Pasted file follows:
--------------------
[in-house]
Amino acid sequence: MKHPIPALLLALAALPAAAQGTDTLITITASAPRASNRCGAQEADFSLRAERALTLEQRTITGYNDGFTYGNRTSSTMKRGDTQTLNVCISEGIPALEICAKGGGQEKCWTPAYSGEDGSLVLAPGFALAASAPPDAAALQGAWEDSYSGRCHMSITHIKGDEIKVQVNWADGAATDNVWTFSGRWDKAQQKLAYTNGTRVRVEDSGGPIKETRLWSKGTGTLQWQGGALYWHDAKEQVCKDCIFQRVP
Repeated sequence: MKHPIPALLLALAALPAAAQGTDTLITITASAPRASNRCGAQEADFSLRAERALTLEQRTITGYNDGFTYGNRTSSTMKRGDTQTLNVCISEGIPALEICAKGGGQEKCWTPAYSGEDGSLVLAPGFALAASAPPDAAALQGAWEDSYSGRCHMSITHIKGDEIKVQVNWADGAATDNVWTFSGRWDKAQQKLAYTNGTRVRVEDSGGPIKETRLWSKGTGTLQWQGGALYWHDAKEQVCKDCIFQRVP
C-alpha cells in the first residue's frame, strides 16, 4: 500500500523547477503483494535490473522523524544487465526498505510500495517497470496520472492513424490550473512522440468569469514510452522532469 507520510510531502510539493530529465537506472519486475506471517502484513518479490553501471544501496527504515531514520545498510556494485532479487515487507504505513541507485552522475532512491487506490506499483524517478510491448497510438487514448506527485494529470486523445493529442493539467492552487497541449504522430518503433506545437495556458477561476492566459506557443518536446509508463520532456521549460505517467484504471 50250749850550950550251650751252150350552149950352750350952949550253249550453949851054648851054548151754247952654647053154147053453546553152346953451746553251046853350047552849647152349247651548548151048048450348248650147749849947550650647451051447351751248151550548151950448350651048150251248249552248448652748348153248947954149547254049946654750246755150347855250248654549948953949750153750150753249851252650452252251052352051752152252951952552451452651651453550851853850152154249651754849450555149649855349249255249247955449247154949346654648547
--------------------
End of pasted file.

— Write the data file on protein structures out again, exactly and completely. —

[in-house]
Amino acid sequence: MKHPIPALLLALAALPAAAQGTDTLITITASAPRASNRCGAQEADFSLRAERALTLEQRTITGYNDGFTYGNRTSSTMKRGDTQTLNVCISEGIPALEICAKGGGQEKCWTPAYSGEDGSLVLAPGFALAASAPPDAAALQGAWEDSYSGRCHMSITHIKGDEIKVQVNWADGAATDNVWTFSGRWDKAQQKLAYTNGTRVRVEDSGGPIKETRLWSKGTGTLQWQGGALYWHDAKEQVCKDCIFQRVP
Repeated sequence: MKHPIPALLLALAALPAAAQGTDTLITITASAPRASNRCGAQEADFSLRAERALTLEQRTITGYNDGFTYGNRTSSTMKRGDTQTLNVCISEGIPALEICAKGGGQEKCWTPAYSGEDGSLVLAPGFALAASAPPDAAALQGAWEDSYSGRCHMSITHIKGDEIKVQVNWADGAATDNVWTFSGRWDKAQQKLAYTNGTRVRVEDSGGPIKETRLWSKGTGTLQWQGGALYWHDAKEQVCKDCIFQRVP
C-alpha cells in the first residue's frame, strides 16, 4: 500500500523547477503483494535490473522523524544487465526498505510500495517497470496520472492513424490550473512522440468569469514510452522532469 507520510510531502510539493530529465537506472519486475506471517502484513518479490553501471544501496527504515531514520545498510556494485532479487515487507504505513541507485552522475532512491487506490506499483524517478510491448497510438487514448506527485494529470486523445493529442493539467492552487497541449504522430518503433506545437495556458477561476492566459506557443518536446509508463520532456521549460505517467484504471 50250749850550950550251650751252150350552149950352750350952949550253249550453949851054648851054548151754247952654647053154147053453546553152346953451746553251046853350047552849647152349247651548548151048048450348248650147749849947550650647451051447351751248151550548151950448350651048150251248249552248448652748348153248947954149547254049946654750246755150347855250248654549948953949750153750150753249851252650452252251052352051752152252951952552451452651651453550851853850152154249651754849450555149649855349249255249247955449247154949346654648547